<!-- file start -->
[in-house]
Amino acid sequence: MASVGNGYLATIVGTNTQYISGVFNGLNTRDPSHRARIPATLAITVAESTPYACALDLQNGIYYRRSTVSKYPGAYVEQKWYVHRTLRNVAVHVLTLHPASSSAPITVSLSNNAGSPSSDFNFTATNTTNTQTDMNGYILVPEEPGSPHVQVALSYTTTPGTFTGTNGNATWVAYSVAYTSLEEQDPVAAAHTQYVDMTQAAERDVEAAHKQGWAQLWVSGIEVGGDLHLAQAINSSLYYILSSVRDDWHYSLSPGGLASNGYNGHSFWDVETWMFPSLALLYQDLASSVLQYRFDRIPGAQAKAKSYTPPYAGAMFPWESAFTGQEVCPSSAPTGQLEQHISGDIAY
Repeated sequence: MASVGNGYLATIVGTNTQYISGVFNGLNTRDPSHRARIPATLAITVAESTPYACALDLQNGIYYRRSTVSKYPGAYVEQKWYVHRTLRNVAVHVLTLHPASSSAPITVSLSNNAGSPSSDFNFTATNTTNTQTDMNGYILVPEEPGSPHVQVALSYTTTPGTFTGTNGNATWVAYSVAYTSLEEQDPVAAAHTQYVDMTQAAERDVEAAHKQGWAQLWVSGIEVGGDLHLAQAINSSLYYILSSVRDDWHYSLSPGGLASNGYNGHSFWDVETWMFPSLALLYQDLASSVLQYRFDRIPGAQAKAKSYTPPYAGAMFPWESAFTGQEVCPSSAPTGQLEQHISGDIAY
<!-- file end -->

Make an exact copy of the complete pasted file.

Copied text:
[in-house]
Amino acid sequence: MASVGNGYLATIVGTNTQYISGVFNGLNTRDPSHRARIPATLAITVAESTPYACALDLQNGIYYRRSTVSKYPGAYVEQKWYVHRTLRNVAVHVLTLHPASSSAPITVSLSNNAGSPSSDFNFTATNTTNTQTDMNGYILVPEEPGSPHVQVALSYTTTPGTFTGTNGNATWVAYSVAYTSLEEQDPVAAAHTQYVDMTQAAERDVEAAHKQGWAQLWVSGIEVGGDLHLAQAINSSLYYILSSVRDDWHYSLSPGGLASNGYNGHSFWDVETWMFPSLALLYQDLASSVLQYRFDRIPGAQAKAKSYTPPYAGAMFPWESAFTGQEVCPSSAPTGQLEQHISGDIAY
Repeated sequence: MASVGNGYLATIVGTNTQYISGVFNGLNTRDPSHRARIPATLAITVAESTPYACALDLQNGIYYRRSTVSKYPGAYVEQKWYVHRTLRNVAVHVLTLHPASSSAPITVSLSNNAGSPSSDFNFTATNTTNTQTDMNGYILVPEEPGSPHVQVALSYTTTPGTFTGTNGNATWVAYSVAYTSLEEQDPVAAAHTQYVDMTQAAERDVEAAHKQGWAQLWVSGIEVGGDLHLAQAINSSLYYILSSVRDDWHYSLSPGGLASNGYNGHSFWDVETWMFPSLALLYQDLASSVLQYRFDRIPGAQAKAKSYTPPYAGAMFPWESAFTGQEVCPSSAPTGQLEQHISGDIAY